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Sailor girl Georgia Perry (Radha Mitchell) sets off to break a solo around the world record, sponsored by a cosmetics company, in a deal her boyfriend Luke (Dominic Purcell) has organised. Alone on her 38 foot yacht Leander, save for her cat Taco, with her one link to the outside world a two-way radio, Georgia is on the homeward stretch when her craft is becalmed in a dense fog. Soon, the demons of her past start to invade her present, including her mother (Susannah York) and her dying father (Ray Barrett).

Review by Louise Keller:
With its impressive list of credits including the talented Radha Mitchell, Susannah York and Ray Barrett in the acting stakes, plus acclaimed cinematographer Ellery Ryan and award-winning composer Nerida Tyson-Chew, it is a bitter disappointment to find Visitors a less-than-enthralling 90 minutes of entertainment. In fact, it feels very long, this story about a lone sailor whose demons from the past haunt her, as the line between reality and fantasy blurs.

The premise makes me think of a Dead Calm setting in the middle of the ocean with a Solaris-like theme of uninvited guests piercing into our psyche. But the premise simply does not last the distance, as the revelation of people from Georgia’s past appearing as ghosts in the night loses its impact beyond the terrifying moments when her mother appears suddenly in the tiny confines of the 38-foot yacht. Radha Mitchell is a terrific talent and is eminently watchable as Georgia, the ambitious young woman whose life has a cloud of guilt hovering above it. She is as good as the material permits, as are Suzannah York as the demented mother, and Ray Barrett as the loving, supportive father. For Georgia, the trip represents a challenge of several kinds: from achieving her life-long dream to dealing with emotional issues from her past.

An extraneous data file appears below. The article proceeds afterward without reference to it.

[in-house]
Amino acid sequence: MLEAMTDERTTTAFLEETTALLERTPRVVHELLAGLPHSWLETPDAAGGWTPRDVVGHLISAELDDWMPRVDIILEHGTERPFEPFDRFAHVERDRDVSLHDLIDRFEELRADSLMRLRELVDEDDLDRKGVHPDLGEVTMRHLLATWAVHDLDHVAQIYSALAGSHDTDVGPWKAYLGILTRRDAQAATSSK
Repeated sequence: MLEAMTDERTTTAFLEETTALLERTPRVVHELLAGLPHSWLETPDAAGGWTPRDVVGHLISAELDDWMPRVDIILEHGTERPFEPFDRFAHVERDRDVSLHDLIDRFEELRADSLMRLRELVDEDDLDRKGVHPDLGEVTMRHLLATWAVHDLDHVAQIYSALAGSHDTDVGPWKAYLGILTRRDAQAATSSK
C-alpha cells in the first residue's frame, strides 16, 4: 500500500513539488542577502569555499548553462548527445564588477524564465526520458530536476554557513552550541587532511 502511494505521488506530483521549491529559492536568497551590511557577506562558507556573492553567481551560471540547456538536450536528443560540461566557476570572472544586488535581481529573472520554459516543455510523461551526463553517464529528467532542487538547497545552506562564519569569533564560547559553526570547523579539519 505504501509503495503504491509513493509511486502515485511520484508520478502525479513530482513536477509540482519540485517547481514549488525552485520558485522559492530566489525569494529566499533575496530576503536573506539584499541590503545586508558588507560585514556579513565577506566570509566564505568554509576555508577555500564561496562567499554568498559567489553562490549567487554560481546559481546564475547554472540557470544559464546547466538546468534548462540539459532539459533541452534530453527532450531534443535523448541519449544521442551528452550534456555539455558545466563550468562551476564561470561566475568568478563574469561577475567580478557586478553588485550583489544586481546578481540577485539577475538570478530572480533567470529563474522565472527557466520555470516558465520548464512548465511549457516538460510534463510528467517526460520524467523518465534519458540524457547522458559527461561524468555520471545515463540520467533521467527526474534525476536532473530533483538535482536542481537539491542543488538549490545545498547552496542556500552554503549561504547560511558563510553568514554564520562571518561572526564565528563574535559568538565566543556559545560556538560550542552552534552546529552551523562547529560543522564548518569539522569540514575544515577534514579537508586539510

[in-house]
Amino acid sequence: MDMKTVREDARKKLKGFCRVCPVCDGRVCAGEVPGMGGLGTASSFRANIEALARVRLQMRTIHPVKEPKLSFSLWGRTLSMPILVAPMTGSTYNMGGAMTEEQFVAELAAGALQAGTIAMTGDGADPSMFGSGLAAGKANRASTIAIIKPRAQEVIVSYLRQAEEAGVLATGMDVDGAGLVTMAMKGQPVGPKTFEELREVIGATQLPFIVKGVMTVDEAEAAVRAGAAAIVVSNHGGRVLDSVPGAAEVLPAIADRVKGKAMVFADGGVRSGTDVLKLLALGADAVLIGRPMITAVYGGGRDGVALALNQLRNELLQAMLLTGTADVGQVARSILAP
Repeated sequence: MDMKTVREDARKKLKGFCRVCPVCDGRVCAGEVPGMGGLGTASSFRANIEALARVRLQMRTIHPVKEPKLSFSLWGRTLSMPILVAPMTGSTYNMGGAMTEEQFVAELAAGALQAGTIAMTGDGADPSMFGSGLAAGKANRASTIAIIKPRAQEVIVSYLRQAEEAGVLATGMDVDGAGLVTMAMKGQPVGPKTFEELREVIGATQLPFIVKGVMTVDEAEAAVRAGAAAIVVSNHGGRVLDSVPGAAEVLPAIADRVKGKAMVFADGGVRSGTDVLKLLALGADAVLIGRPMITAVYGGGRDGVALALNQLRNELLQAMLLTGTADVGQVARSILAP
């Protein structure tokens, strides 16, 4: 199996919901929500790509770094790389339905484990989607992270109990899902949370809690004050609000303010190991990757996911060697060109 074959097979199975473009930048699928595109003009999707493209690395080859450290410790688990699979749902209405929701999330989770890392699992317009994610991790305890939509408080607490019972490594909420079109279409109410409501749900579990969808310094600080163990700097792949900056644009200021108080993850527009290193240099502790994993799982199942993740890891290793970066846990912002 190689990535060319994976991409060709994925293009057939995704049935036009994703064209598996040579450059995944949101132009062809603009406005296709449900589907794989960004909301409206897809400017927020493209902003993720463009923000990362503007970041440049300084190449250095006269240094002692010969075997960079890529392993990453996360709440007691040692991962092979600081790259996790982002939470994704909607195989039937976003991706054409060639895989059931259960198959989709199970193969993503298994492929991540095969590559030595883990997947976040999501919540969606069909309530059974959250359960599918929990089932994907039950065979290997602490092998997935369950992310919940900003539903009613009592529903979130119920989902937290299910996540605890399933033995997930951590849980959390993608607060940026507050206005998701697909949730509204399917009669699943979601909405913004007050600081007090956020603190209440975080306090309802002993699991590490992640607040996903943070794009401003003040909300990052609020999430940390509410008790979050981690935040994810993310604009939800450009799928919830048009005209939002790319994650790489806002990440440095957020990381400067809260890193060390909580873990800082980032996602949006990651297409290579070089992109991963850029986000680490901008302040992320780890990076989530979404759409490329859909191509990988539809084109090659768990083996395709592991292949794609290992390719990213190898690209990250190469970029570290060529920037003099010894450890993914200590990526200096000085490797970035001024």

Everything comes to a head during her journey – from the mental challenges to the relationship with her fiancé, who seems to have an agenda of his own. I was most fascinated by Taco, the ever-faithful ginger tabby cat, who purrs, pricks up ears, snuggles up in bed, hisses and looks quizzically - all on cue. There’s even a moment when he unexpectedly ‘hangs’ himself on a dangling good luck chain – a moment which brought a howl of laughter from one critic sitting in the front row. Fortunately, there was no harm done (to Taco, that is), but unfortunately, the voice of Taco (voiced by Steven Grives) does not work at all, and comes across as some kind of very poor joke. A journey of discovery with psychological and spiritual elements may offer some good ideas for a movie, but that movie has yet to be made.

Review by Andrew L. Urban:
Even allowing for the restrictions of a low budget, Visitors doesn’t work on any level. A conspiracy of defects sink the film, ranging from a cluttered and laboured screenplay with lacklustre dialogue - and performances to match – plus an unconvincing mise en scene. Jump cuts that leave us not so much edgy as perplexed add to the miseries of a story that tries to patch childhood trauma with the psychological thriller material, and suffering from the oldest danger in the book, of falling between the two stools.

There is no sense of danger, suspense or mystery to sustain us as the story elements are drawn out in sequences that are never quite mystifying enough. There is one moment two thirds into the film, though, where it splutters to life as pirates (I think) invade her boat and attack George. But the scene sets up expectations the script doesn’t deliver.

The biggest weakness of the film is that we never get to care for any of the characters, not even George, the valiant young sailor. She neither looks the part nor has any characteristics other than those we might wishfully project onto her. As for her cat speaking to George in her head, it isn’t pulled off with either wit or inventiveness. The final sequence brings up a music cue of a heavenly choir and church organ, which suggests either somebody’s idea of a jokey clue, or a badly misjudged set of creative decisions.

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CAST: Radha Mitchell, Ray Barrett, Phil Ceberano, Tottie Goldsmith, Dominic Purcell, Susannah York

PRODUCER: Richard Franklin

DIRECTOR: Richard Franklin

SCRIPT: Everett De Roche


EDITOR: David Pulbrook

MUSIC: Nerida Tyson-Chew

PRODUCTION DESIGN: Daryl Porter (art direction)

RUNNING TIME: 90 minutes


AUSTRALIAN RELEASE: November 27, 2003

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